Safe driving is the topic of SJTA forum
The experts -- from Atlantic, Camden, Cumberland, Gloucester and Salem counties – presented a public education program with the support of the New Jersey State Police, the Division of Highway Traffic Safety and the South Jersey Traffic Safety Alliance. Their outline was to educate motorists on ways to lessen the hazards of winter driving. They also discussed such seasonal tips as equipping a vehicle to cope with winter conditions. The forum was held at the administrative building adjacent to the Farley Service Plaza (Milepost 21 on the Atlantic City Expressway).
“We at the SJTA believe it’s our job to do everything possible to guarantee our patrons the safest possible travel on the Expressway,” said Acting Executive Director James R. Iannone. “The first brush of winter weather showed that many drivers are inexperienced in dealing with the dangers of the season. Perhaps because of our generally mild winters, New Jerseyans don’t anticipate the impact of changing roadway conditions.”
Gary Myerovich of the state Highway Traffic Safety Division, said New Jersey’s last holiday season saw15 fatalities in 13 accidents during Christmas and 5 fatalities over New Year’s. “This year’s slate has yet to be written. We can hope for zeros, but sadly we know better,” he said.
“I’m not speaking as a safety professional but as a father,” said Camden County Freeholder Thomas Gurick, a panelist. He said his son has been a driver for just two weeks. “It has made me aware of how important the fundamentals are.”
In a comment especially pertinent during the holidays, Michael Schurman, Atlantic County Director of Highway Safety & Community Affairs, described the “Hero” program that provides free taxi rides for drivers who call for help. Nearly 200 bars and taverns in the Atlantic County environs participate in the program, he said.
Bill Garrison, traffic safety specialist in the Cumberland County sheriff's office, said that a serious accident’s impact goes far beyond people in the wrecks. “It impacts the family and co-workers, too,” he said. He recalled when as a police officer he had to inform a wife cooking a holiday dinner that her husband would never be coming home. “The turkey hit the floor,” Garrison said. “I don’t think the holidays ever come that don’t remind her of that awful day.”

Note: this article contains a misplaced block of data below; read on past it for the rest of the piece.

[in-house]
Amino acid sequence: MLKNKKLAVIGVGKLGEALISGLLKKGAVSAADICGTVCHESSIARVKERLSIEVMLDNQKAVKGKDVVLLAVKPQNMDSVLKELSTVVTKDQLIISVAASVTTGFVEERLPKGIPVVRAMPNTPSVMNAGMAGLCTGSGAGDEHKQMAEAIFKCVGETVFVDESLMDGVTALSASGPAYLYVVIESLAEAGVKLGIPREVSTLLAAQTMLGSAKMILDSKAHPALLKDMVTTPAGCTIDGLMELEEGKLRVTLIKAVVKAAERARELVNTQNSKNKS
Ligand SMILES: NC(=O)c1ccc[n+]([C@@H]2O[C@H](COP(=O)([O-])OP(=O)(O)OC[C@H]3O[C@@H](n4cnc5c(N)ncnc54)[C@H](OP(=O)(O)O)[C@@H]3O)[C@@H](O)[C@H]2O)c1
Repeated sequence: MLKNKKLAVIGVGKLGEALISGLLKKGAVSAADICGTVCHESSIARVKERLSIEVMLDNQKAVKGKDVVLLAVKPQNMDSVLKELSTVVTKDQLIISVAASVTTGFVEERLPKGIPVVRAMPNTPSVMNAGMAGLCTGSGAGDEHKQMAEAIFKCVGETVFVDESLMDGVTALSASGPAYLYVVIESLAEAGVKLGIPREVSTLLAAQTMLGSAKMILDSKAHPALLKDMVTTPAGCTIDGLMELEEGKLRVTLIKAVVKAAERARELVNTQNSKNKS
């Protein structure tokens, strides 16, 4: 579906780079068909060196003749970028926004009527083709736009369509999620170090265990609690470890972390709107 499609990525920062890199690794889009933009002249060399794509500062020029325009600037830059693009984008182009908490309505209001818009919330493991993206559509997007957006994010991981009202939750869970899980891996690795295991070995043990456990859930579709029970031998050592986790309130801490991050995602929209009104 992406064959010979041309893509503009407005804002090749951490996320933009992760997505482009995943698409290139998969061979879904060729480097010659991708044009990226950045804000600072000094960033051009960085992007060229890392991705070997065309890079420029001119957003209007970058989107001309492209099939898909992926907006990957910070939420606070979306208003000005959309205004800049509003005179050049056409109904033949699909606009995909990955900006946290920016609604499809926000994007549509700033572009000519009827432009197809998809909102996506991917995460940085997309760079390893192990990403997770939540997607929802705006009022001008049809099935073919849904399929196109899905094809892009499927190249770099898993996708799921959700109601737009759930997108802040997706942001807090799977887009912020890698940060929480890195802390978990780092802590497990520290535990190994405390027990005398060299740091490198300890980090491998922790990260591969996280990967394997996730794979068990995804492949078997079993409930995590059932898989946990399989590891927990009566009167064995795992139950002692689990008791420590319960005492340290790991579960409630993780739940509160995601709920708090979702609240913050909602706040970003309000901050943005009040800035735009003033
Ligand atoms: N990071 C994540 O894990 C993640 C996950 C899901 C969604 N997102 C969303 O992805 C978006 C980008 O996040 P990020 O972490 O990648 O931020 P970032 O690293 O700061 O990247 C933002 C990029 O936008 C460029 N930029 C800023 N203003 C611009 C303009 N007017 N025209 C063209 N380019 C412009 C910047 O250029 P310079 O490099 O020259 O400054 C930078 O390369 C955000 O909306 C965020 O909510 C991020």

Among the points the safety experts emphasized were:
• Slow down in snow or sleet, even when the highway surface seems clear. Refreezing means “black ice” presents hidden dangers.
• Bridges and ramps present special hazards, since they may refreeze before the better insulated main roadway.
• Increase the space between you and the vehicle in front of you. Braking takes longer in snow or slush.
• Allow more time for your trips, so you won’t be tempted to speed up.
• Think ahead, so as to avoid the need for sudden turns or stops. These greatly increase the likelihood of going into a skid.
• If you’re in a vehicle with rear-wheel drive, exercise extra caution. Remember that it is more likely to lose traction in snow or on ice.
• And, in winter especially, use your seatbelts – even for a short trip. Most accidents occur within just a few miles of home.
• If you should find your car has lost traction in snow or on an icy patch, do not try to escape by revving up the engine. Apply power slowly and rock the car back and forth. Also, carrying either kitty litter or rock salt to improve your tires’ grip will improve your chances of escape.
• Make sure your windows are clear and your lights are not blocked by snow. Also, take the time to clear snow and ice from the roof of your vehicle. At highway speeds, that snow could hinder the vision of the driver behind you, and ice flying off a car roof can break a windshield or injure someone.
Some other tips they will present:
• Before the season begins, prepare your vehicle for winter – with new windshield wipers, plenty of cleaning fluid and most important, tires with good tread for traction.
• Equip your vehicle with a flashlight (check the batteries), a window scraper sturdy enough to deal with ice, a snow shovel and either kitty litter or rock salt. Adding jumper cables is also recommended.
• Try to travel with a cellphone to summon assistance either for yourself or a fellow motorist if you see someone with a problem. On the Expressway, call #ACE (#223) but pull over to make the call. Don’t drive with a distraction.
If you get into an accident:
• Safety is the paramount consideration.
• If the vehicle is driveable, use your flashers to get out of the travel lanes.
• If the vehicle is disabled, stay inside, use your flashers and summon emergency assistance (on the Expressway, call #ACE; elsewhere 911). Getting out for any reason is an invitation for trouble.
The guest experts: Michael Schurman, Atlantic County Director of Highway Safety &
Community Affairs; Tom Gurick, a Camden County freeholder; Bill Garrison of the Cumberland County sheriff's office; Danielle LaPorta, a safety specialist in Gloucester County; Mack Lake, Salem County emergency operations and training officer. In support: from the State Police, Sgt. Ralph Corchado; from the Traffic Safety Division, Gary Myerovich and Ed Collins; and from the Traffic Safety Alliance, Teresa Thomas.